The WPU was formed in Ljubljana in 1998. It began as an attempt to break the stupefying silence that took over Ljubljana’s intellectual life in the 1990s after the intellectually and politically intense 1980s. When dreams and desires of the leftist intellectuals of the 1980s met, a decade later, with the cold reality of nationalism, ethnic chauvinism and restoration of capitalism with corresponding destructive social and political effects, there ensued a substantial withdrawal of intellect from the political field and public space in general. Of the once impressive intellectual movement of the 1980s remained but isolated cries for the preservation of the welfare state and against the cruelest forms of ethnic exclusion, but they were quickly lost in the all-pervasive wilderness of liberal and capitalist triumphalism. In such circumstances, the WPU tried to counteract the prevalent intellectual trend and reestablish a base for independent and critical thought. Its name referred at once to the leftist intellectual and cultural movements of the 1980s (punks) and a critique of the misery and conformism of the leftist thought in Slovenia in the 1990s (workers). At the same time, the WPU was formed as an independent intellectual and educational institution outside the university, which by the end of the 1990s has become a bastion of conservative nationalist and technocratic liberal ideology precluding any possibility of genuinely leftist theory except for a few miserable attempts to impersonate Western cultural studies.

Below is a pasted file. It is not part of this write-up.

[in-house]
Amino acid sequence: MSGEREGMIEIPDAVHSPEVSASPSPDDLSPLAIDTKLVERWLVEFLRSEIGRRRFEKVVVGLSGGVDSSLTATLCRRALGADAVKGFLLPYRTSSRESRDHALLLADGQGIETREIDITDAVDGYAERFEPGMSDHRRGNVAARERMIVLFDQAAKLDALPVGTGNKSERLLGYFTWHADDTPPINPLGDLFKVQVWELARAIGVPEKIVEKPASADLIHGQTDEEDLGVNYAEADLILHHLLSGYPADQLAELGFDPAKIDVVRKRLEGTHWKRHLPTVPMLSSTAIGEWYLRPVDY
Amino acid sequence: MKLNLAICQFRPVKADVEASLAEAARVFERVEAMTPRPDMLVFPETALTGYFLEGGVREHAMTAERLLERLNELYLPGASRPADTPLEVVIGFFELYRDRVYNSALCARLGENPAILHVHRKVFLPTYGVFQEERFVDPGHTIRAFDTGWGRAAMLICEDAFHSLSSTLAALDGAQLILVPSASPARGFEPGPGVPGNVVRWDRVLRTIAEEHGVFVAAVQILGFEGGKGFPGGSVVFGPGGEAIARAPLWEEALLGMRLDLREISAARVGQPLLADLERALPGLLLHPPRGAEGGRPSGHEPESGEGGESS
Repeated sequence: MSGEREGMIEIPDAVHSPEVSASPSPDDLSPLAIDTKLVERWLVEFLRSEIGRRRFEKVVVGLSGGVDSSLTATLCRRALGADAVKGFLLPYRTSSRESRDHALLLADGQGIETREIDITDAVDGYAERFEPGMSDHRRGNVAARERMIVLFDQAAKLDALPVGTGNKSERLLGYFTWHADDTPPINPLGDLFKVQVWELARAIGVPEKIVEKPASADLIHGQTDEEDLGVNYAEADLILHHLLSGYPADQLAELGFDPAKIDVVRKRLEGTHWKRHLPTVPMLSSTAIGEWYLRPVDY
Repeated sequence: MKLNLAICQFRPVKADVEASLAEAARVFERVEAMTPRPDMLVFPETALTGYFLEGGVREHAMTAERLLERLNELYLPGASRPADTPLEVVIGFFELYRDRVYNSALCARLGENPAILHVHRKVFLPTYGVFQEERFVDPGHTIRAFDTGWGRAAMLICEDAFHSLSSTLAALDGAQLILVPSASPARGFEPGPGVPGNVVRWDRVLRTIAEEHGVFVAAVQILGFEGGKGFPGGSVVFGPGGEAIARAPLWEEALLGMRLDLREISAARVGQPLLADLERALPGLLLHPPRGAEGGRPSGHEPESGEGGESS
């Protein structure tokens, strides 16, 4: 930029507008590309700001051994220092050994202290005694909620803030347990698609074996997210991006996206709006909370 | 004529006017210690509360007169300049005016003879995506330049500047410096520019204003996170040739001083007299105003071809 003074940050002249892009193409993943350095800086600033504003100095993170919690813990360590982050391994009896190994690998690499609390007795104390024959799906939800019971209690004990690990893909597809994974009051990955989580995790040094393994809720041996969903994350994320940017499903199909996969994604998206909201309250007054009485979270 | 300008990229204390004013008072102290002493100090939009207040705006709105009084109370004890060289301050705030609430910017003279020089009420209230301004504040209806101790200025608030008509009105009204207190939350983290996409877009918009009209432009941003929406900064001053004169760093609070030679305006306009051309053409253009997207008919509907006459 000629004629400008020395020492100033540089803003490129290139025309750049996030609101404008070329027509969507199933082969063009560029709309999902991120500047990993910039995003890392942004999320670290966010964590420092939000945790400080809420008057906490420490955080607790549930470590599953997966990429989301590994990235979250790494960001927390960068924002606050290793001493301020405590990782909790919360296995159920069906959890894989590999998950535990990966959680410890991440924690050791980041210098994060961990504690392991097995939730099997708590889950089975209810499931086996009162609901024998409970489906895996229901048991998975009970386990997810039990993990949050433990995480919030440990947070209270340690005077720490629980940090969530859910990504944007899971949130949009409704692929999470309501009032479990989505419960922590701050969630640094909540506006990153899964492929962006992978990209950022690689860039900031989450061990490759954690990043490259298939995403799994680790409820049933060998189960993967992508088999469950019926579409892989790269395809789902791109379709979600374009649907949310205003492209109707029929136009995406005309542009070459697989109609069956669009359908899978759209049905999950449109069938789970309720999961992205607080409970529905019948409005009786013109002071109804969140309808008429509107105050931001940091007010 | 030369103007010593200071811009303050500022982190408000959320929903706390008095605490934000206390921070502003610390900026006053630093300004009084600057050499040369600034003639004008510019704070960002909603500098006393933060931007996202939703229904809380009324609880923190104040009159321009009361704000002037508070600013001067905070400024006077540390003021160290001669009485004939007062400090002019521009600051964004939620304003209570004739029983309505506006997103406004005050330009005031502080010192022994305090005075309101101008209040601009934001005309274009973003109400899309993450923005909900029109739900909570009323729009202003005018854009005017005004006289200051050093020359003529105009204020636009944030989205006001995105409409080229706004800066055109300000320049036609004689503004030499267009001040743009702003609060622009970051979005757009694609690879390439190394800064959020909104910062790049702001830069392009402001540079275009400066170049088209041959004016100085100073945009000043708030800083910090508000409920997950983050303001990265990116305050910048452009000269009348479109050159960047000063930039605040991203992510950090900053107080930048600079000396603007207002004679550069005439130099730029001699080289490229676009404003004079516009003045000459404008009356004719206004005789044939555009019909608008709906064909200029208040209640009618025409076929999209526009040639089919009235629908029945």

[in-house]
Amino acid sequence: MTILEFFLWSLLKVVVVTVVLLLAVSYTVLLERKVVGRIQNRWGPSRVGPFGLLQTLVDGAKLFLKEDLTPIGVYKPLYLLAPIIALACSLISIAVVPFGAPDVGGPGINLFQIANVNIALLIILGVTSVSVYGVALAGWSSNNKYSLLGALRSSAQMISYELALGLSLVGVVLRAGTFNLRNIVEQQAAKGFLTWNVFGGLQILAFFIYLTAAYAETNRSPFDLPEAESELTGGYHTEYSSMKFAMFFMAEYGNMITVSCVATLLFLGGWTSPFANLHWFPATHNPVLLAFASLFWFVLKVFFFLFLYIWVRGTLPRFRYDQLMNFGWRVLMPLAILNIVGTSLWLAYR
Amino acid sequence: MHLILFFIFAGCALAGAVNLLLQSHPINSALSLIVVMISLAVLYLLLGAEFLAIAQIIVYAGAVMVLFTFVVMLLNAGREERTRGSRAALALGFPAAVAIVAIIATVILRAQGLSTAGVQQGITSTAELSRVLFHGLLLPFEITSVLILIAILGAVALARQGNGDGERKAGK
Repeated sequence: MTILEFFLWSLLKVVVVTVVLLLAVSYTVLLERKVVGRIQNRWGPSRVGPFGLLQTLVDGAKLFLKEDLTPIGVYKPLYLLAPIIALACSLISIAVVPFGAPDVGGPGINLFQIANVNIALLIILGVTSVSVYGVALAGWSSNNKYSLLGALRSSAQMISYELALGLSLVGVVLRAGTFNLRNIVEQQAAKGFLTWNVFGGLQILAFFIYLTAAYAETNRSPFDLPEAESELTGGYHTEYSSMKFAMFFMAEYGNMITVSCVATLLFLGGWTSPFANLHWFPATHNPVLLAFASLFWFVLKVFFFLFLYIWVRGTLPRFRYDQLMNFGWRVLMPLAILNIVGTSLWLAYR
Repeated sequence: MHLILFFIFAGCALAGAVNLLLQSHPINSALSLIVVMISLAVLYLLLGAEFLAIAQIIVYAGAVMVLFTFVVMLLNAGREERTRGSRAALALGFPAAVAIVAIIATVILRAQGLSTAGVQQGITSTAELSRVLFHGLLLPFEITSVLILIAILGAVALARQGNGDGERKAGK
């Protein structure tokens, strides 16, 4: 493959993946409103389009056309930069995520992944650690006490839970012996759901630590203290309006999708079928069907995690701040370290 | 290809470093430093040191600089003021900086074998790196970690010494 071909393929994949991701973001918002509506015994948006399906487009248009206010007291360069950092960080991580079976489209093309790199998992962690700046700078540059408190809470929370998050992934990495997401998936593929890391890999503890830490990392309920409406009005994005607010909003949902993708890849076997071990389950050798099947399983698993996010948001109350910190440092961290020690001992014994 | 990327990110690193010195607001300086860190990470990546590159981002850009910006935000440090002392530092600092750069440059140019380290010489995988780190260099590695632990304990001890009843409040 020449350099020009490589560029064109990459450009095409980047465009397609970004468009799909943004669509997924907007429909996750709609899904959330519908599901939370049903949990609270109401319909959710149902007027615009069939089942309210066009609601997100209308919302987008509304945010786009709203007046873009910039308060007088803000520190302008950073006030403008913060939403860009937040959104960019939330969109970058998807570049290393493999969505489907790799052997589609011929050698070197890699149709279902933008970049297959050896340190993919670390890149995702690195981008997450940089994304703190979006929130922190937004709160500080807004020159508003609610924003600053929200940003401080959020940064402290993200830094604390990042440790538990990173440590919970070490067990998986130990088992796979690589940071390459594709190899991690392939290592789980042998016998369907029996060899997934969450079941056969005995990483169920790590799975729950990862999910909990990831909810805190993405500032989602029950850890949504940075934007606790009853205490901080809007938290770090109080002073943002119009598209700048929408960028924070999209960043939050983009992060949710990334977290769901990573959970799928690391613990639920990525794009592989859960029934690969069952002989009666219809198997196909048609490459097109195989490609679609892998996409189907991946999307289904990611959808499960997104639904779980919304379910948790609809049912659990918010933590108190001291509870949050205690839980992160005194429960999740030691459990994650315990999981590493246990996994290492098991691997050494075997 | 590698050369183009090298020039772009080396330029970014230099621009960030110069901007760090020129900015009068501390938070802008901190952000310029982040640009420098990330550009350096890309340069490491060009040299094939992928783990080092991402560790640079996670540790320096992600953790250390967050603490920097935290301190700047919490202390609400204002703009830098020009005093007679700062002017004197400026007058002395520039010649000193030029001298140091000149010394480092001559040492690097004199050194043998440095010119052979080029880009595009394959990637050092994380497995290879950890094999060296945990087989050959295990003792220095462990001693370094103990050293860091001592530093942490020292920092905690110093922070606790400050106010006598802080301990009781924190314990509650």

Alas, the move from the official university to the NGO scene that was forming in those times of ample Soros funding proved to be no less problematic. In fact, despite its sincere benevolence and dedication to such noble causes as promotion of human rights and the rule of law, the NGO scene was at the forefront of the transformation of classic humanities theory into practical, applied, problem-solving and issue-related knowledge. The WPU therefore formed in most unfavourable circumstances as it was caught between the decadent university system and the NGOs that were eager to replace all historical achievements of the continental thought with second-hand Anglo-Saxon imports, unreflexive legalism and anti-theoretical discourse of discrimination, social exclusion, monitoring, European integration, etc. Nonetheless, the WPU managed to bring political issues back into the forefront of public space and debate – it spoke about revolution, May ’68, the New Left and New Right in the times when political topics, particularly those concerning revolutionary and leftist political legacy, were explicitly unwelcome in the political and academic sphere.